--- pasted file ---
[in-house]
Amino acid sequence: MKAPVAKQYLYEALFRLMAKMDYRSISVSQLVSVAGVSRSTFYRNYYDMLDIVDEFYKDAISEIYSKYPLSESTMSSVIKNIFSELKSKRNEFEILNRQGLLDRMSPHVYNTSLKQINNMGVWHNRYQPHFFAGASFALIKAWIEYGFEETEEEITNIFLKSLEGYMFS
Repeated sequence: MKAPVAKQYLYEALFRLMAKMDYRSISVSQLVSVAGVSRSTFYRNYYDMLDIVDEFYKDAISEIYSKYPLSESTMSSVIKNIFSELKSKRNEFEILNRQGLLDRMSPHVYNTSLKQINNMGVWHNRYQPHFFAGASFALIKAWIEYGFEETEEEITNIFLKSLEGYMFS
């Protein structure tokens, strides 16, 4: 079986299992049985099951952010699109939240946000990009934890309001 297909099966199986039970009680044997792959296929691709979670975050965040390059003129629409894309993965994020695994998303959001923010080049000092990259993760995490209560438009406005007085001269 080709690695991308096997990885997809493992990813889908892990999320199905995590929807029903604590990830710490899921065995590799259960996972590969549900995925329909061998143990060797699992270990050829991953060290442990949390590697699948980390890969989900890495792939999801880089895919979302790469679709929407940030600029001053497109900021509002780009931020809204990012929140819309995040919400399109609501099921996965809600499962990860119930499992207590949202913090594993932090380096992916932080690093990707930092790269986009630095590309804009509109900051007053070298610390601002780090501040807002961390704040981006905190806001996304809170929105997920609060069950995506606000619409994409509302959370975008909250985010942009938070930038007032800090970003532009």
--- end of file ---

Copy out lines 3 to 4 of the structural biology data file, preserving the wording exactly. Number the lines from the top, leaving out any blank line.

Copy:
Repeated sequence: MKAPVAKQYLYEALFRLMAKMDYRSISVSQLVSVAGVSRSTFYRNYYDMLDIVDEFYKDAISEIYSKYPLSESTMSSVIKNIFSELKSKRNEFEILNRQGLLDRMSPHVYNTSLKQINNMGVWHNRYQPHFFAGASFALIKAWIEYGFEETEEEITNIFLKSLEGYMFS
């Protein structure tokens, strides 16, 4: 079986299992049985099951952010699109939240946000990009934890309001 297909099966199986039970009680044997792959296929691709979670975050965040390059003129629409894309993965994020695994998303959001923010080049000092990259993760995490209560438009406005007085001269 080709690695991308096997990885997809493992990813889908892990999320199905995590929807029903604590990830710490899921065995590799259960996972590969549900995925329909061998143990060797699992270990050829991953060290442990949390590697699948980390890969989900890495792939999801880089895919979302790469679709929407940030600029001053497109900021509002780009931020809204990012929140819309995040919400399109609501099921996965809600499962990860119930499992207590949202913090594993932090380096992916932080690093990707930092790269986009630095590309804009509109900051007053070298610390601002780090501040807002961390704040981006905190806001996304809170929105997920609060069950995506606000619409994409509302959370975008909250985010942009938070930038007032800090970003532009």